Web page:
Friday, December 13, 2013

I'm in need of some clarification. I've been reading about REST, and building RESTful applications. According to wikipedia, REST itself is defined to be Representational State Transfer. I therefore don't understand all this stateless gobbledeygook that everyone keeps spewing.
From wikipedia:
At any particular time, a client can either be in transition between application states or "at rest". A client in a rest state is able to interact with its user, but creates no load and consumes no per-client storage on the set of servers or on the network.
Are they just saying don't use session/application level data store???
I get that one goal of REST is to make URI access consistent and available, for instance, instead of hiding paging requests inside posts, making the page number of a request a part of the GET URI. Makes sense to me. But it seems like it is just going overboard saying that no per client data (session data) should ever be stored server side.
What if I had a queue of messages, and my user wanted to read the messages, but as he read them, wanted to block certain senders messages coming through for the duration of his session? Wouldn't it make sense to store this in a place on the server side, and have the server only send messages (or message ID's) that were not blocked by the user?
Do I really have to send the entire list of message senders to block each time I request the new message list? The message list pertinent to me wouldn't/shouldn't even be a publicly available resource in the first place..
Again, just trying to understand this. Someone please clarify.
Update:
I have found a stack overflow question that has an answer that doesn't quite get me all the way there:http://stackoverflow.com/questions/2641901/how-to-manage-state-in-rest which says that the client state that is important should all be transferred on every request.... Ugg.. seems like a lot of overhead... Is this right??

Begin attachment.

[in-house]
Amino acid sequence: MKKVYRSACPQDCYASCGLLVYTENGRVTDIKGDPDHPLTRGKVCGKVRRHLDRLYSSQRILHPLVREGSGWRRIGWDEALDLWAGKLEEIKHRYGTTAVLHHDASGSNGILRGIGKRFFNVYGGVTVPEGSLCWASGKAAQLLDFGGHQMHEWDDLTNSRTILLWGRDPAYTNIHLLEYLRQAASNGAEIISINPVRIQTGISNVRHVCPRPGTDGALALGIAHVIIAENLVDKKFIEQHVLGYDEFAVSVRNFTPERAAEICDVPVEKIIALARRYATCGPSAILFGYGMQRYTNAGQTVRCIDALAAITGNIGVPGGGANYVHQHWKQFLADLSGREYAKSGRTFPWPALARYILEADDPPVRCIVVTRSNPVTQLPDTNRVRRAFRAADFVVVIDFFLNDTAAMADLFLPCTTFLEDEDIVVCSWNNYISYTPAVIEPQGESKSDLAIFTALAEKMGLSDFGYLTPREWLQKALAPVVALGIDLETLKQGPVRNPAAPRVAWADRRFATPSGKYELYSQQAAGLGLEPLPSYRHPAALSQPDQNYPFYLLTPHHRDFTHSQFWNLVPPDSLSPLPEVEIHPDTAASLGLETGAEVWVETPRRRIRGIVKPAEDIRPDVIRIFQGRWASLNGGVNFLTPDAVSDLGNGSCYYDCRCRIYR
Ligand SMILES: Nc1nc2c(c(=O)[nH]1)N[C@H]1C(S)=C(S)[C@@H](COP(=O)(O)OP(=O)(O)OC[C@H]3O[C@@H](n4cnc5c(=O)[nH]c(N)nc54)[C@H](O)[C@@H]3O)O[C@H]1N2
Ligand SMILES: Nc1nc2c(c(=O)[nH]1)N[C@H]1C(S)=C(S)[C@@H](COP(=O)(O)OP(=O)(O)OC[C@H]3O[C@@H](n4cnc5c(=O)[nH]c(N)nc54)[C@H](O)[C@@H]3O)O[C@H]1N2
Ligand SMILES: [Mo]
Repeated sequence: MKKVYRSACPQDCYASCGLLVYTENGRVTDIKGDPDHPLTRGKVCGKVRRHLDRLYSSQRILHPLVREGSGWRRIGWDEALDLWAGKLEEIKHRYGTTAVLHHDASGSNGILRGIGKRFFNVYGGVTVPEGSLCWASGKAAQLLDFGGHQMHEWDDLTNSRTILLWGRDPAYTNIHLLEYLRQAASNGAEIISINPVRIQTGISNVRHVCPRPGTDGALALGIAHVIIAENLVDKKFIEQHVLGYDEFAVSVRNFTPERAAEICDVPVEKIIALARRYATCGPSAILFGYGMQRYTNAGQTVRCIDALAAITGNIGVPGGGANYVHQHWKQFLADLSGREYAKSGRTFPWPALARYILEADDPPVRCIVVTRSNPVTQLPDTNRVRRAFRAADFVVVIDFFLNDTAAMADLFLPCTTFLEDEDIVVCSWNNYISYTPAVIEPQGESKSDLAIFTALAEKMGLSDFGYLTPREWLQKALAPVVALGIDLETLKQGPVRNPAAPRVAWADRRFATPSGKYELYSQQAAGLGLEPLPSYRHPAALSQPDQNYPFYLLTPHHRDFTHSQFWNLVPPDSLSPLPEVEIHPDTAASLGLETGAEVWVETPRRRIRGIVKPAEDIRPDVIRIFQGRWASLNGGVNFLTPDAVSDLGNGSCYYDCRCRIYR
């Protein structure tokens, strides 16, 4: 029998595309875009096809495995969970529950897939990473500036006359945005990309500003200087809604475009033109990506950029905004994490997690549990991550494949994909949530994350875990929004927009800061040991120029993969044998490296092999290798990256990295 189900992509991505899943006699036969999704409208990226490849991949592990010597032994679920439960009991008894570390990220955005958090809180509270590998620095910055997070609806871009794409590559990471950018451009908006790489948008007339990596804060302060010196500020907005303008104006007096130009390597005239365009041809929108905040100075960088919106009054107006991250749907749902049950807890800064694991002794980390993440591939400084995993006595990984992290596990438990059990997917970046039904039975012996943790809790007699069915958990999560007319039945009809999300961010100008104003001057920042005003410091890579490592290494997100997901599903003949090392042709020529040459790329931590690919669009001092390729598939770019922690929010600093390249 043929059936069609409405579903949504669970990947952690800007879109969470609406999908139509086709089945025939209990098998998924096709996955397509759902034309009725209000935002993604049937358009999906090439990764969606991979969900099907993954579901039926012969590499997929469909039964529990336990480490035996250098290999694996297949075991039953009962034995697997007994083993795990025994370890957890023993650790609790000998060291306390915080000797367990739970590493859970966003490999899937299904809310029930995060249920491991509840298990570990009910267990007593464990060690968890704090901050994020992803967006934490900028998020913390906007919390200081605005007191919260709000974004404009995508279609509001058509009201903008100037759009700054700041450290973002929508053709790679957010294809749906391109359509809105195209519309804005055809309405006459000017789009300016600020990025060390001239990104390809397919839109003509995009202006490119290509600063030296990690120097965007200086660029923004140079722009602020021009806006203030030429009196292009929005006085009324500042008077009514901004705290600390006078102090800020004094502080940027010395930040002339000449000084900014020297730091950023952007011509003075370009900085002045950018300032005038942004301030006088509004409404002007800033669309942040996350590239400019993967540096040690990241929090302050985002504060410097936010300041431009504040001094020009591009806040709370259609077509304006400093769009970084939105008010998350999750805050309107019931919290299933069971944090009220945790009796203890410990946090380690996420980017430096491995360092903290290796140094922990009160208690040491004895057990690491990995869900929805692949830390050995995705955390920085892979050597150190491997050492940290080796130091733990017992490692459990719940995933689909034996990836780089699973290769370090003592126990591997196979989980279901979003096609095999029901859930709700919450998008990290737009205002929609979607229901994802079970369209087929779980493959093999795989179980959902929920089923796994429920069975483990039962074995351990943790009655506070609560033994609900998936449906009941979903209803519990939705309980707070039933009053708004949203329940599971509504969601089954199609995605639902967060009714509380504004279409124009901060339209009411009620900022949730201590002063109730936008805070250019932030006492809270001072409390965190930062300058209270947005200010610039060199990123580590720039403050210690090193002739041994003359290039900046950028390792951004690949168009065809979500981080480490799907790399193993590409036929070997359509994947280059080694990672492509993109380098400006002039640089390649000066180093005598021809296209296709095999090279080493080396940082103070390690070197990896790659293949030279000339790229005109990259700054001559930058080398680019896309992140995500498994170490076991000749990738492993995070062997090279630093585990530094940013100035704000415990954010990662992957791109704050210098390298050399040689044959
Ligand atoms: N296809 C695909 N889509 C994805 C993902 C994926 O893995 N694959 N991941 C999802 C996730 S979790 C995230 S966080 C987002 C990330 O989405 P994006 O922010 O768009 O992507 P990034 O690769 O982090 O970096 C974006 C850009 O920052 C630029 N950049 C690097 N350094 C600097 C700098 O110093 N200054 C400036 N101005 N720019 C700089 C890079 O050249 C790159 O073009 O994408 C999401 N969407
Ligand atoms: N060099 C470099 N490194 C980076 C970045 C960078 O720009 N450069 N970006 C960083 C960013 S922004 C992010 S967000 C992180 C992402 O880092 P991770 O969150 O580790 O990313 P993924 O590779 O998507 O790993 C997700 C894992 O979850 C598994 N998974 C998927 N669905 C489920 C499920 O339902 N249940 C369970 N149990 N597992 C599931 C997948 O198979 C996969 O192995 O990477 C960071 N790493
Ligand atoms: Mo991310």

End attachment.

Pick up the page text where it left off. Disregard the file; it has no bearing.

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@S.Lott: I don't think it's intentionally misleading. I think it is a misunderstanding because of confusing terminology. –  JUST MY correct OPINION Jun 24 '10 at 3:23
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@JUST MY correct OPINION: Interesting guess. I could not believe such a thing, myself, since it is obvious from that "stateless" means the REST protocol itself is stateless; which says nothing about the underlying application state and updating it with PUT, POST and DELETE requests. –  S.Lott Jun 24 '10 at 10:18
 
@S.Lott : The HTTP protocol itself is stateless. From what we've discussed below, REST is a viewpoint of how to build your app while not having the webserver handle session state (as opposed to other kinds of state in things like the DB). I didn't even think REST was a protocol, but rather a view on how to use the HTTP protocol. I thought you guys cleared it up that it was about how to build your application to scale by having the client side store all client specific session data, and making URI accesses as idempotent as possible, except where they shouldn't be. Maybe not... :( –  Zak Jun 24 '10 at 18:35
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"Maybe not.." What does that mean? Do you have a new question? Feel free to search SO for it. If it doesn't exist here, then ask it. –  S.Lott Jun 24 '10 at 23:16
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5 Answers

By stateless it means that the web server does not store any state about the client. That does not preclude other services that the web server talks to from maintain state about business objects, just not about the clients connection state. The clients state should not be stored on the server, but passed around to everyone that needs it. That is where the ST in REST comes from, State Transfer. You transfer the state around instead of having the server store it. This is the only way to scale to millions of users.
The load of session management is amortized across all the clients, the clients store their session state and the servers can service an order of magnitude or more clients in a stateless fashion.

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